heartbeat of mexico

Musco Center for the Arts expands its Fourth Annual ‘Heartbeat of Mexico’ Festival

From the brightest minds in the field of Mexican cultural studies to the brightest stars in the world of Latin entertainment, the Musco Center for the Art’s Fourth Annual Heartbeat of Mexico Festival will offer a greatly expanded cast and calendar on the Chapman University campus in Orange over Memorial Weekend, May 23-26, 2019.

In association with Chapman University’s Latinx Staff & Faculty Forum, Heartbeat of Mexico will include an afternoon of free Ballet Folklórico inside historic Memorial Hall, a free day-long family-friendly outdoor celebration with music, dance, crafts for kids and food, and three nights of music headliners: superstar duo Jesse & Joy on Thursday, May 23, the iconic Alicia Villarreal on Saturday, May 25, and Lupillo Rivera performing with Mariachi on Sunday, May 26.

The Festival follows weeks of lead-up activities. The “Big Ideas: Culture and Conversation Series,” a six-week lecture series that explores the depths of Mexican and Mexican-American culture, began April 11 and continues through May 21. The “Heartbeat of Mexico Creative Writers Youth Project” is a new creative writing program for high school students, launched through a collaboration of Musco Center and the Santa Ana Unified School District, that pairs a select number of students with Chapman University MFA candidates to develop work that will then be staged with the help of professional stage directors from The Wayward Artist Theatre Ensemble.

“This year Musco Center takes another huge step in its goal to produce one of the most significant Mexican-American Festivals in Southern California,” said Musco Center Executive Director Richard T. Bryant. “Our entertainment and educator lineup this year amplifies many of the vibrant, overlapping energies in Mexican culture today, blending the contemporary and traditional into something entirely new. These are artists at the very center of the Mexican and Mexican-American experience.”


For the first time, Heartbeat of Mexico will feature an indoor performance at Chapman University’s 1,000-seat Memorial Hall. This comes in response to overwhelming community interest in Ballet Folklórico groups in past years. Those events were held outside, however, and this year’s performances will be inside and take advantage of theatrical lighting and sound to create an exceptional experience.

The performers, selected through a “self-nominated curation process,” have been chosen to provide a balance between local and regional groups of all ages, as well as the traditions they represent in their songs, costumes, and dances.

Among the highlights of the Ballet Folklórico program will be Ballet Folklórico Estrellas de OSCA, the premier performance group from the International Dance Conservatory of the Orange County School of the Arts; Paso de Oro Dance Company de Alicia, the 24-year-old dance company directed by Alicia Mendibles and Alejandro Rey; and OC Music & Dance, a community music school that welcomes students regardless of ability to pay. OC Music & Dance will present a showcase of traditional folk dances to three songs representative of the music of the small Western Mexico state of Colima.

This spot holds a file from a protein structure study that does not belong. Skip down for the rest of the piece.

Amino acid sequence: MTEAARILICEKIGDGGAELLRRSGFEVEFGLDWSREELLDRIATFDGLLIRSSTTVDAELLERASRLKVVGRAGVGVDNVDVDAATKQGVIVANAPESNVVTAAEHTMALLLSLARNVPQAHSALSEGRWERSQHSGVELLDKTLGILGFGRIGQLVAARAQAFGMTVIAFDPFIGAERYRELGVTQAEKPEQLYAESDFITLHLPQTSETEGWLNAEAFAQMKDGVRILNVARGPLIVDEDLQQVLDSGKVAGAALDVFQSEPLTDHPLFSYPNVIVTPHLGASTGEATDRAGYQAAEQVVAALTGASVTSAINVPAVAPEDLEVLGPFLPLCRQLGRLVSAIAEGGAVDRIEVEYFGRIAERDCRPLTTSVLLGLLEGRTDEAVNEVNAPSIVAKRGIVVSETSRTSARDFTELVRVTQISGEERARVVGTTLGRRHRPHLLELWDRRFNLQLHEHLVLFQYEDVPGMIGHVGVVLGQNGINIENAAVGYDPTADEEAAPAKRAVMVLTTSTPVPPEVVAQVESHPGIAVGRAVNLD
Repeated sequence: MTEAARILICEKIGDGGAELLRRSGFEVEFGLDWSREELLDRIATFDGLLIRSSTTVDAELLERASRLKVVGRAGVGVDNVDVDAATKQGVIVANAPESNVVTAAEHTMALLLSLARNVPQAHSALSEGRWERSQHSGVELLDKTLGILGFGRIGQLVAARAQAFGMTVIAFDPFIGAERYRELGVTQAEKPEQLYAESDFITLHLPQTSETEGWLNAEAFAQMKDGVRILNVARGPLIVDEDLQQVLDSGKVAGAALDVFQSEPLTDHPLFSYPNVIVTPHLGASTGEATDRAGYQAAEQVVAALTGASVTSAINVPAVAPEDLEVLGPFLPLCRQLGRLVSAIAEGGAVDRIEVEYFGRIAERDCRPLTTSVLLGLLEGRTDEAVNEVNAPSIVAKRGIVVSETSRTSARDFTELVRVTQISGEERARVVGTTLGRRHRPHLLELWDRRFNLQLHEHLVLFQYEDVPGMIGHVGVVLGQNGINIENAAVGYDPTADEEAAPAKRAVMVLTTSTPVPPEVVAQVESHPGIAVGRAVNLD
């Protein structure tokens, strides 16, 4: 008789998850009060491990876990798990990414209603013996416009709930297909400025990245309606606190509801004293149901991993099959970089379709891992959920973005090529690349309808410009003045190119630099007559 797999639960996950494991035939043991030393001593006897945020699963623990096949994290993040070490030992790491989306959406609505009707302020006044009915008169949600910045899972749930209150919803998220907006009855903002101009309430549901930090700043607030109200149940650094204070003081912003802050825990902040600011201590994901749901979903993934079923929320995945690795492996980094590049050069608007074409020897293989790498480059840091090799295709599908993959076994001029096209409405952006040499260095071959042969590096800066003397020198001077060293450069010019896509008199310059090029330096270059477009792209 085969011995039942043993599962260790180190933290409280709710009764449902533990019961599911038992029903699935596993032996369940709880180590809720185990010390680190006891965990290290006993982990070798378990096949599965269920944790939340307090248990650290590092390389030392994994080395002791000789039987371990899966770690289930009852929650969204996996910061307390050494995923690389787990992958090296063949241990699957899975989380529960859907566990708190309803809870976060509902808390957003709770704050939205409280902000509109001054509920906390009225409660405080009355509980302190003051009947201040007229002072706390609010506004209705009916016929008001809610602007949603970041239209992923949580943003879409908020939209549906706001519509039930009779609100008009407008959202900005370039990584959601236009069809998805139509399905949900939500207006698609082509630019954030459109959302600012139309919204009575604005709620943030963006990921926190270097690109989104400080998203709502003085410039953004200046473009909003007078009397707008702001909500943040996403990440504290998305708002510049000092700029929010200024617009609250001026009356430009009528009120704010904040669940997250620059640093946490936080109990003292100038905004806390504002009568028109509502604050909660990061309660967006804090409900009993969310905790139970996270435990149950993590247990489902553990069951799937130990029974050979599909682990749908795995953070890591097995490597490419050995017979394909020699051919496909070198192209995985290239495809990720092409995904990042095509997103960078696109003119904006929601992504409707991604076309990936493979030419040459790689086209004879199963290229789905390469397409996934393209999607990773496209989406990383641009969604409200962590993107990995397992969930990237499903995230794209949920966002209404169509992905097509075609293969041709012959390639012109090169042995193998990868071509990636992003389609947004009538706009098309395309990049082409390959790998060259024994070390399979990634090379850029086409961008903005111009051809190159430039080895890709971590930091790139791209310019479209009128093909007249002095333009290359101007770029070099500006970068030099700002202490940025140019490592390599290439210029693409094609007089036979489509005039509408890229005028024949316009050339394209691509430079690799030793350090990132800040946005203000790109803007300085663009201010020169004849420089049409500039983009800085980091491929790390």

The free outdoor family celebration on Sunday will be held on the Bette & Wylie Aitken Arts Plaza and various stages, presenting Mariachi, Aztec dancing, a live painting demonstration and additional Folklórico groups. Among the groups are El Santo Golpe, Calle 4 Cumbia, Relampago del Cielo Grupo Folklórico, and the popular Felipe Orozco and his Mariachi Tierra Azteca.

Two stages will be used for music and dance performances, with Attallah Piazza used to create an area where artists gather to interact informally with audience members who can ask questions about the magnificent costumes and take photos with the dancers and other artists.

Also, in the Aitken Plaza will be crafts tables and food booths. In front of the library, in the Attallah Piazza, will be the Passport Game, sponsored by Consul of Mexico Mario Quevas Zamora, who runs the Santa Ana Consulate. Here, a station is set up for a majority of the states in Mexico, with full displays featuring facts and images about each state, developed by the Consulate. Children get a passport to carry to every station, where they learn about the cultures and economies and histories in order to get the passport stamped and move on to the next one.


Currently underway is “Big Ideas: Culture and Conversation Series” of free evening seminars by leading academics continuing right up to the main Festival weekend. It is organized by the Musco Center for the Arts in association with Chapman University’s Latinx Staff & Faculty Forum and the Consulate of Mexico in Santa Ana.

“It is not only a vital component of the Heartbeat of Mexico Festival,” Bryant said, “but an example of how Musco Center pursues its mission to foster rich, informed, community-led conversations with the many culturally specific communities with whom we wish to engage.”

This article was a courtesy release.